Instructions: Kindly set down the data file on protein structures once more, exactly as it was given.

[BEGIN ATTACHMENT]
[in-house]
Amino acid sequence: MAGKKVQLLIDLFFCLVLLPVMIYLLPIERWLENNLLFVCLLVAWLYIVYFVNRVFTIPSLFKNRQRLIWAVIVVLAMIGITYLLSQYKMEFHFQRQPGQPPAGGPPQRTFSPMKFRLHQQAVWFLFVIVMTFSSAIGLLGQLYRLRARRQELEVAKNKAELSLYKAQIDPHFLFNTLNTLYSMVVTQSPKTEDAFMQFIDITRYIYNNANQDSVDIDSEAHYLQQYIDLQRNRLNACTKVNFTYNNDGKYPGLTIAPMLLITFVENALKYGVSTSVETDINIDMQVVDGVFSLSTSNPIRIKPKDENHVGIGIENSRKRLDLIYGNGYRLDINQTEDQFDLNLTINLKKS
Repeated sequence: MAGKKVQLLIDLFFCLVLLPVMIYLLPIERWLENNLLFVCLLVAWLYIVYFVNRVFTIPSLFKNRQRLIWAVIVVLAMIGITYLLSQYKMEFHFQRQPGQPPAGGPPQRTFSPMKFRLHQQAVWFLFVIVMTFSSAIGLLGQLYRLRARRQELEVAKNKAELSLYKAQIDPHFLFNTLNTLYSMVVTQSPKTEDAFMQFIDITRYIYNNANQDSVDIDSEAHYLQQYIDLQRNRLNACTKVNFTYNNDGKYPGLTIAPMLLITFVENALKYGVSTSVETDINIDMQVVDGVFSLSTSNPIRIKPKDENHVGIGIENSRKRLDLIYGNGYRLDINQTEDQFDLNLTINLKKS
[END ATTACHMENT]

[in-house]
Amino acid sequence: MAGKKVQLLIDLFFCLVLLPVMIYLLPIERWLENNLLFVCLLVAWLYIVYFVNRVFTIPSLFKNRQRLIWAVIVVLAMIGITYLLSQYKMEFHFQRQPGQPPAGGPPQRTFSPMKFRLHQQAVWFLFVIVMTFSSAIGLLGQLYRLRARRQELEVAKNKAELSLYKAQIDPHFLFNTLNTLYSMVVTQSPKTEDAFMQFIDITRYIYNNANQDSVDIDSEAHYLQQYIDLQRNRLNACTKVNFTYNNDGKYPGLTIAPMLLITFVENALKYGVSTSVETDINIDMQVVDGVFSLSTSNPIRIKPKDENHVGIGIENSRKRLDLIYGNGYRLDINQTEDQFDLNLTINLKKS
Repeated sequence: MAGKKVQLLIDLFFCLVLLPVMIYLLPIERWLENNLLFVCLLVAWLYIVYFVNRVFTIPSLFKNRQRLIWAVIVVLAMIGITYLLSQYKMEFHFQRQPGQPPAGGPPQRTFSPMKFRLHQQAVWFLFVIVMTFSSAIGLLGQLYRLRARRQELEVAKNKAELSLYKAQIDPHFLFNTLNTLYSMVVTQSPKTEDAFMQFIDITRYIYNNANQDSVDIDSEAHYLQQYIDLQRNRLNACTKVNFTYNNDGKYPGLTIAPMLLITFVENALKYGVSTSVETDINIDMQVVDGVFSLSTSNPIRIKPKDENHVGIGIENSRKRLDLIYGNGYRLDINQTEDQFDLNLTINLKKS